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Recent Sustainability Activities

Monmouth College has reduced its energy consumption and has substantially increased its recycling contributions in recent years. These efforts include energy reduction through the installation of numerous new heating boilers throughout campus, the use of energy efficient lighting, low-flow water systems and the replacement of windows in nearly all older buildings.

Recycling efforts now extend into every student residence and office building. Experience with sustainability of food production is made possible through work in the college’s educational garden and mini-farm. These operations boast organic produce and honey on dedicated acreage. The college also provides scholarships for students who have demonstrated leadership in sustainability prior to enrolling.

The college provides free access to bicycles for student, faculty and staff use and an electric vehicle recharging station is located on campus.

In late 2015, the college instituted a Sustainability Committee with representation across the college community. The committee reports to the highest levels of the college and includes trustee involvement. It also named a sustainability coordinator.

Also in 2015 the college launched its Environmental Studies major. That same year, the college also built out its Global Food Security initiative by completing the hiring of three faculty whose goals for promoting food security include issues of sustainability.

In 2014, the college implemented a guideline that computers and/or their components purchased by the college should be rated as Electronic Product Environmental Assessment Tool (EPEAT) Silver or better.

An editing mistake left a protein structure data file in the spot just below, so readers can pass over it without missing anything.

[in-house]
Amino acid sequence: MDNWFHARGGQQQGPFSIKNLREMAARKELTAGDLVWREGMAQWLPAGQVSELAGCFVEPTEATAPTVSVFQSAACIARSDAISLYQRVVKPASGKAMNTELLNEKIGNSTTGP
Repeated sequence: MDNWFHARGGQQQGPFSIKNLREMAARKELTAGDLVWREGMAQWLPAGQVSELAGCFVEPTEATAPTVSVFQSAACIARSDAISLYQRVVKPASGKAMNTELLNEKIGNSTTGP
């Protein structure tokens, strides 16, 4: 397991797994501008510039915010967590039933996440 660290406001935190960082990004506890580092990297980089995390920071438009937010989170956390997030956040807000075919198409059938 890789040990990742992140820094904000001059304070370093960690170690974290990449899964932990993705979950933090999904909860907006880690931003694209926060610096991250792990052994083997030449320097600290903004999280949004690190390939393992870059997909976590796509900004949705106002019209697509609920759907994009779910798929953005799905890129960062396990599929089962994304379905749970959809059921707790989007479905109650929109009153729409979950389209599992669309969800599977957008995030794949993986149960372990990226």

In 2013, the new Center for Science and Business (CSB) was completed and includes energy efficient heating/cooling systems, heat recapture exhaust systems, automated variable exhaust hoods, low flow water systems and sensor lighting among many other features. The college’s first electric car recharging station is also located in the CSB parking lot.

History Of Sustainability At Monmouth College

In the early 1990s Monmouth College spent $1 million to replace windows in six of the oldest buildings on the campus. Around that time the college also began to eliminate its central heating plant that used two gas boilers and one fuel-oil boiler in favor of more efficient heating boilers including units located in individual college buildings.

Since the turn of the century, the college has moved to a central gas-fired cooling plant to reduce the energy necessary for air conditioning, has replaced more windows including the buildings built in the 1960s, and instituted a comprehensive campus-wide recycling program. It has continued to upgrade more boilers to higher efficiency. Furthermore, campus lighting has been upgraded to compact fluorescent and most recently LED lighting has been introduced into a new sorority house, and portions of an academic hall and new campus lighting.

With over 93% of students living on the walkable Monmouth College campus, and a fine community of residential housing adjoining campus for the use of employees, the college has an inherently low carbon footprint associated with commuting. However, a bike sharing program and campus shuttle program was instituted around 2010 to further reduce automobile carbon emissions.

Monmouth College is a member of the Association for the Advancement of Sustainability in Higher Education (AASHE).